People throughout the world were justifiably outraged when The Washington Post reported Thursday that President Donald Trump referred to Haiti, El Salvador, and some African nations as "sh*thole countries." The president has since denied that he made the remark, and in a string of tweets, he claimed he had "a wonderful relationship with Haitians," and that he had "never said anything derogatory ... other than Haiti is, obviously, a very poor and troubled country." Regardless of the truth of that statement, he is at least correct that Haiti has faced some seriously hard times, so here's how to help Haiti in 2018 — because the country ravaged by a 7.1 earthquake in 2010 is still struggling to get back on its feet.
Although many on social media quickly dismissed Trump's denial as a lie, the bigger issue is that, despite his "wonderful relationship" with the people of the country, he doesn't exactly seem to be willing to do much to help them. In fact, his decision to deny immigration protection for Haitian immigrants — and the vulgar remark he may or may not have used — came only a day ahead of the eighth anniversary of the devastating quake, which killed more than 200,000 people, and left hundred of thousands of others displaced, according to CNN. (Romper reached out to the White House for comment, but did not hear back at the time of publication.)
After the earthquake, the United States government granted deportation protection to nearly 60,000 Haitians who'd come to the country, according to The Washington Post, but in November, the Trump administration rescinded that protection, and gave them until July 2019 to return home. Yet when they do return, the situation won't be a whole lot better than when they left: Haiti is currently the poorest country in the Western Hemisphere, as well as one of the poorest in the world, ranking at number 17 on Global Finance's list of the world's poorest countries. The already-struggling nation was also hit hard by Hurricane Matthew in 2016 according to The Huffington Post, and experienced a brutal cholera outbreak, from which nearly 12,000 Haitians are still suffering. And if that weren't already enough, according to the United Nations, more than 1.3 million people in Haiti are also facing "acute food insecurity."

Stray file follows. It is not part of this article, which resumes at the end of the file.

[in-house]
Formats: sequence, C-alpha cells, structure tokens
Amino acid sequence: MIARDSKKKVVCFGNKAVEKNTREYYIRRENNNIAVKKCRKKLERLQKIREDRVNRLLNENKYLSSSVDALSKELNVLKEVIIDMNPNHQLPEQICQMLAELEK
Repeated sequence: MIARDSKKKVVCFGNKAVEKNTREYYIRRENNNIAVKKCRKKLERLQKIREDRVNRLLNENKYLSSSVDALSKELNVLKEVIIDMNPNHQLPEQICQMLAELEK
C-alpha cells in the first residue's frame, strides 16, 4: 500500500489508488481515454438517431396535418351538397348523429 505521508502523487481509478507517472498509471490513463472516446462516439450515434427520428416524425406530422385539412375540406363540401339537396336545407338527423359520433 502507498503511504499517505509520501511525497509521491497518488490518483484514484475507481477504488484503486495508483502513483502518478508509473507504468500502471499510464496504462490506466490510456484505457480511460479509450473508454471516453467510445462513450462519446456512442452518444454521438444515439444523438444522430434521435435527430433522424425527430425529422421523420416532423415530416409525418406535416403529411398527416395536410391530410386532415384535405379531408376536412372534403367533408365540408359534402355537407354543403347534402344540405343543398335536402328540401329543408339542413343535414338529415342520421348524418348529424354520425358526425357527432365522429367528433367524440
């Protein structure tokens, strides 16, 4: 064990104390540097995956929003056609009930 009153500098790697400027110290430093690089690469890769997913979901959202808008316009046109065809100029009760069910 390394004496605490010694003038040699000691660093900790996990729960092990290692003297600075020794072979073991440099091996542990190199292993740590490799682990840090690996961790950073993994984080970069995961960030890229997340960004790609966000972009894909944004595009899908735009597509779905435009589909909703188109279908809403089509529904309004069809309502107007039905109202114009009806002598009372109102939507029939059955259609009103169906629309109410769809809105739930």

So what can you do to help? Many of the same recommendations that were helpful after Hurricane Matthew in 2016 still apply, and one of them is to support Haitian-led organizations, who, according to The Washington Post, are much more likely to be able to actually provide valuable relief — especially to isolated, rural areas — than the larger international charities most people first think of when looking for places to donate. So while certainly not an exhaustive list, these organizations may be a good place to start:
CapraCare Haiti is a non-profit organization "dedicated to developing sustainable community health programs" in Les Cayes, Fonfrede, a Haitian community with "very little access to health care." Donations can be made online here.
PRODEV is a nonprofit organization in Port-au-Prince, Haiti that develops and manages free-to-attend schools in underserved communities based on the notion that "only education can create a stronger Haiti." Donate online here.
Danielle Saint-Lot Foundation
The Danielle Saint-Lot Haiti Women's Foundation is a non-profit that seeks to "empower Haitian women through the promotion of social entrepreneurship, leadership skills, and professional development." It's main program is a one-year-long "Haitian Women's Business Academy," which helps women-owned businesses from the agri-business and craft sectors thrive. Donate online here.
It's also worth noting though that, in spite of Trump's reported "sh*thole" comment, Haiti is actually a destination that is totally worthy of your tourism dollars. Although the nation certainly struggles, especially in remote and rural communities, The Independent pointed out that it's also home to "soaring mountains...tumbling waterfalls...[and] deserted Caribbean beaches," as well as one of the Carribbean's largest cave systems. Hotels and restaurants dot the coast, and yoga retreats and surf schools have also emerged in recent years.
While Haiti's tourism sector is still emerging, there's no question that supporting it can make a big impact. As Valérie Louis, executive director of the Association Touristique d’Haïti, explained to The Independent, “The best way to help a community and an area is to come and visit."
There's no denying that Haiti is a country that has faced incredible hardship, but Trump's view of the nation as one that has little to offer is incredibly shortsighted. So while being angry at Trump's view is absolutely understandable, the eight anniversary of Haiti's earthquake is also a really good time to funnel that anger into finding a way to offer the people of Haiti some much-needed support.
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